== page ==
Joseph W. Kittinger, Jr., commanded the 555th Triple Nickel Tactical Fighter Squadron (TFS) in Vietnam, was a POW in the Hanoi Hilton, and is the current world record holder for highest manned balloon flight, longest parachute jump, and longest freefall. Born in Tampa, Florida, in 1928, Kittinger fell in love with aviation after seeing a Ford Trimotor in flight and convincing several local pilots to give him free rides. After two years at the University of Florida, he entered the Aviation Cadet Program and earned his wings in 1950. After an initial assignment as a NATO test pilot, he moved to Holloman Air Force Base, New Mexico in 1953. There he flew experimental fighters and began his pioneering efforts in high- altitude ballooning.
The Air Force wanted to determine if a pilot was capable of flight in space, but could not keep aircraft at high altitudes long enough to collect useful data. As a member of Project Man High in 1957, Kittinger entered a pressurized gondola, piloted a balloon to 96,000 feet, and remained aloft for seven hours, collecting vital data on the effect of cosmic rays on the human body. The following year, as test director for Project Excelsior, he tested a pilots ability to survive high-altitude bailouts, another prerequisite to human space flight. He averted disaster on his first jump from 76,000 feet when his stabilization chute opened too early. It caught him around the neck inducing a flat spin and unconsciousness. Saved when an emergency parachute opened at 10,000 feet, he successfully lobbied to keep the program alive. On 16 August 1960, Kittinger jumped out of his balloon from 102,800 feet and into the record books. Enduring a failed pressure glove, temperatures as low as minus 94 degrees Fahrenheit, and speeds of up to 614 miles per hour, he became the first human to exceed Mach 1 without an aircraft. These efforts earned him the 1959 International Harmon Aviation Trophy.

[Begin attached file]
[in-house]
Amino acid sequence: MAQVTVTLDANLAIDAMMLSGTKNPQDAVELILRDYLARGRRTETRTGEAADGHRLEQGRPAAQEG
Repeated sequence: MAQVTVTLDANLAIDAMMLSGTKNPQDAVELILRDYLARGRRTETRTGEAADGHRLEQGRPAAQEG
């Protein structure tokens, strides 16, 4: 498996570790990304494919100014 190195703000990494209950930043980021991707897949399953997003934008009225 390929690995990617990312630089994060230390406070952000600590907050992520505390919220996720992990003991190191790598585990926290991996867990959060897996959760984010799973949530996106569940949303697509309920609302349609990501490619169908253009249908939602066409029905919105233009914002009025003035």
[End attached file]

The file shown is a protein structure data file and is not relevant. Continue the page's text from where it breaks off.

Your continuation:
Frustrated by not flying in the Korean War, Kittinger volunteered for three tours in Vietnam. While commanding the 555 TFS flying McDonnell Douglas F-4D Phantom IIs he downed a MiG-21 Fishbed. Several months later he was shot down and spent 11 months in captivity at the infamous Hanoi Hilton. After his release, he continued his Air Force career, retiring as a Colonel in 1978, but his love for aviation continued. He won several international balloon races, then set his sights on the Atlantic Ocean. On 18 September 1984, Kittinger became the first man to cross the Atlantic solo in a balloon when he touched down in northern Italy. Where six others had failed, he successfully traveled over 3,500 miles in 83 hours and 40 minutes. In 1997 he was enshrined in the National Aviation Hall of Fame, credited with over 16,400 hours in 91 different aircraft and 483 combat missions. Today Kittinger inspires the aviation pioneers of tomorrow by traveling the country with his wife Sherry and giving children flights in a restored open-cockpit biplane.
On 1 March 1972, Joe Kittinger led a flight of two F-4D Phantom IIs over North Laos. The pre-mission intelligence brief indicated the North Vietnamese were trying to lure F-4s into a trap. Kittinger decided to set a trap of his own. He radioed his controller over open communications, falsely reporting that he had 10 minutes of fuel remaining. Ten minutes later, as expected, an enemy MiG-21 came up to engage. Kittinger rapidly descended to the tops of the clouds, engaged the unsuspecting MiG, and seconds later splashed the enemy fighter.